Monday, August 22, 2011

Catching Up

Catching up...

Get To The Point

Sunday I made plans to join Crista Borras for one of her weekend DC Century training rides.  She organizes these on Saturday AND Sunday many weekends year round as a way see the beautiful countryside, enjoy a little of it's cuisine, and prepare for randonneuring events.  I've met Crista and Chuck at several brevet events sponsored by the DC Randonneurs but I'd never joined them for one these less formal events.  My training and personal schedule came together nicely Sunday and Crista's chosen route in southern Maryland offered a little less climbing than many other events in Frederick and points north and west.  So I made plans to join the ride named Get To The Point through Charles and St. Mary's counties.  Another attraction was that I'd never ridden in that area.  I shared my plans on the SPP mailing list and Doug Corby put his hand up to join me.

We met Chuck and Crista at the appointed time and place Sunday morning. It was only the four of us, Chuck and Crista on their tandem, Doug and me. Many of the other regular participants are in France riding the Paris-Brest-Paris Grand Randonee, a 1200K ride held every four years.  More on that below.

The weather was slightly warmer than pleasant but it's August and it could have been a lot hotter.  The forecast warned of a chance of pop-up storms late in the afternoon and we discussed the idea that we might want to take one of the short cuts already documented on the cue sheet if the weather looked threatening. 

Not 2 miles into the ride my cell phone started beeping with alerts about a problem at work. Fortunately a quick call to the data center corrected it.  I juggled all of that on the bike worried I'd have to ask for a break or encourage them to ride on and I'd try catch them at the first rest stop.  Fortunately it didn't come to that and I could enjoy the country side.

The farm country was pretty with corn crops, horses, sheep, tobacco and evidence of exhaust from the buggies used by the Amish community in the area. Most of the countryside is flat but every so often we'd encounter a few stingers to get our heart rate up and make sure we were awake.

Chuck and Crista are fun to watch on the tandem. The epitome of team work.  At a point when any rise would approach they'd stand up in unison.  But as far as I could tell they either weren't speaking at the time or the conversation was about anything but the bike and standing to attack the climb didn't interrupt the discussion.  They just knew when to stand up and sit down together.  I've seen other tandem teams who.. to put it delicately... weren't quite as smooth.  If I ever get one, I'll be reaching out to them for tips.

About 15 miles in Chuck indicated he wasn't feeling well and we took a short detour to a convenience store.  At that point our leaders decided it was best to turn back.  I was a little concerned about letting a friend head back with only one bike while feeling ill, but these are two of the most experienced riders I know and they encouraged Doug and I to ride on and enjoy the day. Reluctantly we agreed and did just that.  Later we got an email assuring us they made it back to the car just fine.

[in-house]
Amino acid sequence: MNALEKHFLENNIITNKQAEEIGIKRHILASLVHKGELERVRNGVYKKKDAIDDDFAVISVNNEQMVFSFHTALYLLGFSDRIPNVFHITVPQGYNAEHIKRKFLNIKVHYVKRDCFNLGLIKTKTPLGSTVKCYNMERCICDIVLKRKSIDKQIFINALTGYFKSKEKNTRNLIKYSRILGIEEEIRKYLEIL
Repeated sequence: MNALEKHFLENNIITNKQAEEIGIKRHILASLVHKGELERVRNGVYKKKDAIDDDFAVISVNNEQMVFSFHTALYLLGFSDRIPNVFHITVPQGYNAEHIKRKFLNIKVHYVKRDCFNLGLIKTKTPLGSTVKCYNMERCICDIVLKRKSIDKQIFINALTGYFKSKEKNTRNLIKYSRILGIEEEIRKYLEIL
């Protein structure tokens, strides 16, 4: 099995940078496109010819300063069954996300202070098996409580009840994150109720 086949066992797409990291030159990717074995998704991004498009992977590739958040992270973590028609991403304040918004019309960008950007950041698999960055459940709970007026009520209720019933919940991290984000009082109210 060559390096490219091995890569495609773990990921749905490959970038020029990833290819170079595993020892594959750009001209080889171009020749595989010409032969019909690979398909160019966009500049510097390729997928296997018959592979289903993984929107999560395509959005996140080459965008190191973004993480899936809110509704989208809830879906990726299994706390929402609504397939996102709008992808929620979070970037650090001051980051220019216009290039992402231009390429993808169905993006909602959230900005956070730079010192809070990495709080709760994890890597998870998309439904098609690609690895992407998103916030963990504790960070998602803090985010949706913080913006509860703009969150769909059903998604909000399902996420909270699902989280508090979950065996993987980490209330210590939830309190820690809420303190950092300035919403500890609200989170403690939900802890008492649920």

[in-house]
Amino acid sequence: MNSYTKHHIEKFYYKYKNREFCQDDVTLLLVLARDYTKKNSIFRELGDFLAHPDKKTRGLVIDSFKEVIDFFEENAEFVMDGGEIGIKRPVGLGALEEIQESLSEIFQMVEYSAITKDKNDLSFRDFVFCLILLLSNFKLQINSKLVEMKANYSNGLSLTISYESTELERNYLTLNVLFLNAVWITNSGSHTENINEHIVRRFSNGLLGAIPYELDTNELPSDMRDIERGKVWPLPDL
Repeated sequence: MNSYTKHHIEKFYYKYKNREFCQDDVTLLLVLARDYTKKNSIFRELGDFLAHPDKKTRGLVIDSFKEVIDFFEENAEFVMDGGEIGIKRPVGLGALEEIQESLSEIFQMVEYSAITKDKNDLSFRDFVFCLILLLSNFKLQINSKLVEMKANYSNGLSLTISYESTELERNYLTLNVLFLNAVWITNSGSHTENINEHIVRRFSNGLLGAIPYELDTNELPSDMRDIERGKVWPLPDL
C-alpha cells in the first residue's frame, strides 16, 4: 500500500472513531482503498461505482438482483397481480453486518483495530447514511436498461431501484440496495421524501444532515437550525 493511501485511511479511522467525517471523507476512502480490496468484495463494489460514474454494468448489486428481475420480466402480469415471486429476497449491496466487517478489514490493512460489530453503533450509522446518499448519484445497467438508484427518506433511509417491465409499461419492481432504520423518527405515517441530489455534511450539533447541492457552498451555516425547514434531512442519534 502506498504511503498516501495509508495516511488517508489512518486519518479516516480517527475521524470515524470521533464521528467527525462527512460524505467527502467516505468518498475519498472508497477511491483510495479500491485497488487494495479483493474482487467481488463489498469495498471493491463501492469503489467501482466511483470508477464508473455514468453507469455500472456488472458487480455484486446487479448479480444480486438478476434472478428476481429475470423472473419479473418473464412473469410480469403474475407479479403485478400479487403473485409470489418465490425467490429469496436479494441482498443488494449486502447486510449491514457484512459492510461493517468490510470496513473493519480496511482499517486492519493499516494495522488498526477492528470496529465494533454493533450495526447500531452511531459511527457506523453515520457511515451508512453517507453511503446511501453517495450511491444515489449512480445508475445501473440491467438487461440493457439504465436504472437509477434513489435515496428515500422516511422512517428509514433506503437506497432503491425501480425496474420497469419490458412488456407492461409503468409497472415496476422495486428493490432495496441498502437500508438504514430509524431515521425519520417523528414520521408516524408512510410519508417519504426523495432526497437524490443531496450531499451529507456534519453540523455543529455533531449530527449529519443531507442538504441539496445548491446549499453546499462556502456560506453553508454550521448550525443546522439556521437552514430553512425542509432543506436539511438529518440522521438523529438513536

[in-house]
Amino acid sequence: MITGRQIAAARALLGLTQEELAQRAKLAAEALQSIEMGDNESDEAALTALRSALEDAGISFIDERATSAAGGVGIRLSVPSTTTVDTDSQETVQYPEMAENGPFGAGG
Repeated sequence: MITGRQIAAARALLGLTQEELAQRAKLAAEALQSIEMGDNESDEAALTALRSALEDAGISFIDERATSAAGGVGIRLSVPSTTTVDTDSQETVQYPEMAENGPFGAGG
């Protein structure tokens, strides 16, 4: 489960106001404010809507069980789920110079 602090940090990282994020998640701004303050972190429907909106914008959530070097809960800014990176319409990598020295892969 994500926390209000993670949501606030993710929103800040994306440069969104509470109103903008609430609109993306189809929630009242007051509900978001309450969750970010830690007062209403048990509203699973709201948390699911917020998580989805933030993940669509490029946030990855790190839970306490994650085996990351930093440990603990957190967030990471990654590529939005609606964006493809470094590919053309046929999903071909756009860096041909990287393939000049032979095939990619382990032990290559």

So Doug and I enjoyed the countryside and each others company while looking forward to lunch at Morris Point Restaurant that Crista recommended on the cue sheet.  Lunch did not disappoint.  As the name implies it sits on a point between two creeks, a couple of miles by water from the Potomac River.  The proprieter Chris Soussanin offered us a pitcher of ice water and two cups before we could say a word or find a seat, he knew simply by the way were dressed and the sweat on our brow that we were thirsty.  A bowl of diced water melon and cantaloupe also came out without asking, a real treat.  I had a crab cake sandwich and Doug the soft shell crab.  Delicious.  If you're not a seafood fan they also offer a few "turf" options on the menu but this is a seafood place offering views of the water and friendly service.

As we left they asked us what bikers like to eat.  They have signed on as sponsors for an upcoming charity ride and will be manning a rest stop and providing food.  They took notes as we rattled off suggestions.  It was well worth a 50 mile bike ride.

Checking the weather it looked like the chance of storms was increasing so we opted to take a couple of the short cuts built in to the cue sheet and cut our century plan down to 83 miles on the day.  We finished in a light drizzle the last 2 miles but missed the big weather.

The local randonneurs know that Crista's cue sheets are very precise and easy to read.  She also has a knack for picking routes through scenic, rural countryside with light traffic and finding great eateries to look forward to.  Apparently she puts the same planing effort in to these less formal century rides and since they are not ridden "for credit" the options for short cuts are included too.

Thanks Crista for sharing all of the great planning and research. We were sorry you couldn't join us for the entire ride and glad to hear that Chuck was feeling better.  I'm looking forward to joining another ride sooner than later.


Several friends are in the French countryside as I write this are riding the Paris-Brest-Paris Grand Randonee.  1200 kilometers held every 4 years with thousands of riders from around the world.  So a late Bonne Route!! to Chip, Clif, Mary, Ed, Nick and all the others taking part in this big adventure.  Early reports on Twitter show they've had to tolerate some heavy rains. Clear skies and tail winds the rest of the way friends.  I'm looking forward to hearing about it when you come home.

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